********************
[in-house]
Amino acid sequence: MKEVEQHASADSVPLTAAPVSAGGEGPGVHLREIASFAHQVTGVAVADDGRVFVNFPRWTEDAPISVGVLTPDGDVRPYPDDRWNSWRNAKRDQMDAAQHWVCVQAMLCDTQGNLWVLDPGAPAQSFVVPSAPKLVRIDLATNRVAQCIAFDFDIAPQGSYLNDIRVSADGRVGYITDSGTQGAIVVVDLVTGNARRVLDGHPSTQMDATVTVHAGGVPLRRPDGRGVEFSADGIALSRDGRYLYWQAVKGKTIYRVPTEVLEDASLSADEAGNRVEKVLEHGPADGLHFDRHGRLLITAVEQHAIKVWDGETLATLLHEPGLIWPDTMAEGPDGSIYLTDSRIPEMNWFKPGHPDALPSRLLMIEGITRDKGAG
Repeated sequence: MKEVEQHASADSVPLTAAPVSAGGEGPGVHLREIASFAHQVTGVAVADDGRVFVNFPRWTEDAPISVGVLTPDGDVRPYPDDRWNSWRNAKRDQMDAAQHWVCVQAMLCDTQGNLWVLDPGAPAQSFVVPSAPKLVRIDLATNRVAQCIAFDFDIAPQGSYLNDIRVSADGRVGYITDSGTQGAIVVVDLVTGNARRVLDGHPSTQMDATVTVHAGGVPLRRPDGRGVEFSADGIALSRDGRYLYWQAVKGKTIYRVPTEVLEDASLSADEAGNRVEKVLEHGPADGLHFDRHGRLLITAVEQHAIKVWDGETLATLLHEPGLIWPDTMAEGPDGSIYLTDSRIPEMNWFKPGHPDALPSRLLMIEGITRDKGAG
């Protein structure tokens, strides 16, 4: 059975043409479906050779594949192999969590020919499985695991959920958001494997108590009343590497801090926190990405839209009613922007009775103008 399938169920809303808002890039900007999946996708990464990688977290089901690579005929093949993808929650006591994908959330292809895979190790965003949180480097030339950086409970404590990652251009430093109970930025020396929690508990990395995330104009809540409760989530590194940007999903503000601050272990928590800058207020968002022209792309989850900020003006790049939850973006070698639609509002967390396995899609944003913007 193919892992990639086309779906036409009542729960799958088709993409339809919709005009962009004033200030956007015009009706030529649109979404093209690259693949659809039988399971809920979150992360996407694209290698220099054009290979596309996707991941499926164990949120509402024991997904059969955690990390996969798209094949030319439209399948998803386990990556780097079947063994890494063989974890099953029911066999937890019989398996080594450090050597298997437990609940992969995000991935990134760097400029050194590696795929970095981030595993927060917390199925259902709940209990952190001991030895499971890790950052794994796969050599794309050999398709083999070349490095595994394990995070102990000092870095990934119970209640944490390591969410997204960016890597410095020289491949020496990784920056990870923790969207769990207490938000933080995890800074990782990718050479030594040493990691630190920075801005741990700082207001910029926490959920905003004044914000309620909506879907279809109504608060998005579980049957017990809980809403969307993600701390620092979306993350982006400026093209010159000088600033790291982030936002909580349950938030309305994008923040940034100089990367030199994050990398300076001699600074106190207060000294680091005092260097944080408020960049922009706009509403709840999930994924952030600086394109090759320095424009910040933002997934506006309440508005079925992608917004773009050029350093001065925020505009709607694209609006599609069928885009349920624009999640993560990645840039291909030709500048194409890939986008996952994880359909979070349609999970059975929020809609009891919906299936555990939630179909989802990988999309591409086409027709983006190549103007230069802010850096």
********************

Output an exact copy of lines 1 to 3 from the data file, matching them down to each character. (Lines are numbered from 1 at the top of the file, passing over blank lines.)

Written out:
[in-house]
Amino acid sequence: MKEVEQHASADSVPLTAAPVSAGGEGPGVHLREIASFAHQVTGVAVADDGRVFVNFPRWTEDAPISVGVLTPDGDVRPYPDDRWNSWRNAKRDQMDAAQHWVCVQAMLCDTQGNLWVLDPGAPAQSFVVPSAPKLVRIDLATNRVAQCIAFDFDIAPQGSYLNDIRVSADGRVGYITDSGTQGAIVVVDLVTGNARRVLDGHPSTQMDATVTVHAGGVPLRRPDGRGVEFSADGIALSRDGRYLYWQAVKGKTIYRVPTEVLEDASLSADEAGNRVEKVLEHGPADGLHFDRHGRLLITAVEQHAIKVWDGETLATLLHEPGLIWPDTMAEGPDGSIYLTDSRIPEMNWFKPGHPDALPSRLLMIEGITRDKGAG
Repeated sequence: MKEVEQHASADSVPLTAAPVSAGGEGPGVHLREIASFAHQVTGVAVADDGRVFVNFPRWTEDAPISVGVLTPDGDVRPYPDDRWNSWRNAKRDQMDAAQHWVCVQAMLCDTQGNLWVLDPGAPAQSFVVPSAPKLVRIDLATNRVAQCIAFDFDIAPQGSYLNDIRVSADGRVGYITDSGTQGAIVVVDLVTGNARRVLDGHPSTQMDATVTVHAGGVPLRRPDGRGVEFSADGIALSRDGRYLYWQAVKGKTIYRVPTEVLEDASLSADEAGNRVEKVLEHGPADGLHFDRHGRLLITAVEQHAIKVWDGETLATLLHEPGLIWPDTMAEGPDGSIYLTDSRIPEMNWFKPGHPDALPSRLLMIEGITRDKGAG